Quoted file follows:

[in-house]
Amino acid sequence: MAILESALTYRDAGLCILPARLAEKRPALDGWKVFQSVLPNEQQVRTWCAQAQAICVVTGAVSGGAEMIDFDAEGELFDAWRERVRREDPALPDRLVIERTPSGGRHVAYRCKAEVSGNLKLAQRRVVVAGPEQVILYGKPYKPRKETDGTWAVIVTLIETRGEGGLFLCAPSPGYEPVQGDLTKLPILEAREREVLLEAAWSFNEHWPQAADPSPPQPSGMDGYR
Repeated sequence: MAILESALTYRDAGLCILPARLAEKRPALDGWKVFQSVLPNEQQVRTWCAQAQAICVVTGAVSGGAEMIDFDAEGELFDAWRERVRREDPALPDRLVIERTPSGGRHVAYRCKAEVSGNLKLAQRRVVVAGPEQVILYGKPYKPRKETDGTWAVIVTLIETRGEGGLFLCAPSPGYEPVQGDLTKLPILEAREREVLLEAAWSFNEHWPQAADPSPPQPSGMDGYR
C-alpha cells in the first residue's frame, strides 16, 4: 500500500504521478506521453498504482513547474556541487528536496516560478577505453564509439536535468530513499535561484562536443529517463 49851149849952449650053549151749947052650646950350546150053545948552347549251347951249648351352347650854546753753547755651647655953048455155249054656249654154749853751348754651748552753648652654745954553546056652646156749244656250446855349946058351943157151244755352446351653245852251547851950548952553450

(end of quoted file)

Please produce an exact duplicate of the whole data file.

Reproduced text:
[in-house]
Amino acid sequence: MAILESALTYRDAGLCILPARLAEKRPALDGWKVFQSVLPNEQQVRTWCAQAQAICVVTGAVSGGAEMIDFDAEGELFDAWRERVRREDPALPDRLVIERTPSGGRHVAYRCKAEVSGNLKLAQRRVVVAGPEQVILYGKPYKPRKETDGTWAVIVTLIETRGEGGLFLCAPSPGYEPVQGDLTKLPILEAREREVLLEAAWSFNEHWPQAADPSPPQPSGMDGYR
Repeated sequence: MAILESALTYRDAGLCILPARLAEKRPALDGWKVFQSVLPNEQQVRTWCAQAQAICVVTGAVSGGAEMIDFDAEGELFDAWRERVRREDPALPDRLVIERTPSGGRHVAYRCKAEVSGNLKLAQRRVVVAGPEQVILYGKPYKPRKETDGTWAVIVTLIETRGEGGLFLCAPSPGYEPVQGDLTKLPILEAREREVLLEAAWSFNEHWPQAADPSPPQPSGMDGYR
C-alpha cells in the first residue's frame, strides 16, 4: 500500500504521478506521453498504482513547474556541487528536496516560478577505453564509439536535468530513499535561484562536443529517463 49851149849952449650053549151749947052650646950350546150053545948552347549251347951249648351352347650854546753753547755651647655953048455155249054656249654154749853751348754651748552753648652654745954553546056652646156749244656250446855349946058351943157151244755352446351653245852251547851950548952553450